When I started at WAAPA I remember telling Mum that all I wanted to do was leave Perth and make something of myself. Then in 2016, I got my first job away from home (she’d been gone for a couple of years) and by this point, I was with my incredible boyfriend Alex, and we’d had been living away from home for a few months anyway. I moved a couple of hours south of Perth to pursue my career. I was finally doing it– making my Mum proud! Even though everything I’d done so far was coupled with her telling me she was so proud, it was the first big thing I had to do without her.
September rolled around and I spent the anniversary of her death away from my family. I dealt with problems at work, triumphs both professional and personal without her, and desperately wanted more than anything for her to be able to give me advice. Something I took comfort in was being able to imagine what she would say to me, or hoping one of my older siblings had gotten into the same mischief at some point and asking them what Mum said.
I made so many promises to my Mum as I grew up. I was the youngest child by a number of years which meant we spent a lot of time alone together. I told her all about my hopes and dreams, how I was going to have an amazing job that was going to move me around the world so she could come and visit whenever she wanted, how I would be famous (that one’s coming along really fucking well), and how I would be happy (workin’ on it. getting there).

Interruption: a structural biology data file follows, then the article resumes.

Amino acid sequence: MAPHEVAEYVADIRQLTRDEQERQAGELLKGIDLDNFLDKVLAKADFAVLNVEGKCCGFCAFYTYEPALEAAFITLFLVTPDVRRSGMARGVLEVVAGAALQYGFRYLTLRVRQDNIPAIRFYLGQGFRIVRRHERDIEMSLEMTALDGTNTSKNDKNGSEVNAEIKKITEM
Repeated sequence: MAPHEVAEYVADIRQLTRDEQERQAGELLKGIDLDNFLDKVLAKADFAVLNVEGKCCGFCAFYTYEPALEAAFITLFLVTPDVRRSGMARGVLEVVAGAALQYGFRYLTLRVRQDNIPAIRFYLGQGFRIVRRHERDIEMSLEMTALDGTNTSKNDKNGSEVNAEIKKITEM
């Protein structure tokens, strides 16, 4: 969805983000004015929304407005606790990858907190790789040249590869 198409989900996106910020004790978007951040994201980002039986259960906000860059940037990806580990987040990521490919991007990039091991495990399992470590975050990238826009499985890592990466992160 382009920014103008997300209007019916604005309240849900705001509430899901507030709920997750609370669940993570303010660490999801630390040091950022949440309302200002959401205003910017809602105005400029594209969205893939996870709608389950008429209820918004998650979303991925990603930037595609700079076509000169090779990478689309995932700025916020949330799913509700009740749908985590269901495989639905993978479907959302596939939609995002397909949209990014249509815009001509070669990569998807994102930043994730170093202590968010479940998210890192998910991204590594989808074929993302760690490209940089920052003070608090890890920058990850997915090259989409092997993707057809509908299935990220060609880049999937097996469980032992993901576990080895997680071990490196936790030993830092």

But one thing is for certain: I took everything that happened to me on board and am now stronger and better for it. I am, of course, so heartbroken that my Mum is gone. In my moments of weakness where I miss her so much, I feel like I don’t know where my next breath of air is going to come from but somehow I always manage to inhale and exhale once more.
These days everything I engage in has a part of me that does it for her. Nothing changes your perspective and state of mind like recovering from loss, whatever the case may be.
Right before I jumped on the plane to my new Sydney life, I dropped in to visit my Mum. I cried. I wished she was here with me, then I realised she was, because there’s no way in hell I could have even thought about getting on that plane without her. Yep, for the second time, I was moving (across the country) to pursue my career. I am here for me, I’m here for my future, but she’s here too. And now here I am writing this for me and my fabulous Mum in my new fancy Sydney office instead of doing the job they hired me for (wait, is this being published somewhere?).
So my promise is to see the world with Mum in my handbag. To achieve everything I promised her I would because I’m fucking tough and I’m fucking strong. I am who I am because I knew my Mum, and also because I lost her.
Toni is a young 20-something year old trying to have it all. After the comedown of a brief brush with internet fame for having a Harry Potter event shut down due to it’s unfair under 15 age limit, she now spends her workday producing many National night radio shows for KIIS and iHeartRadio in Sydney.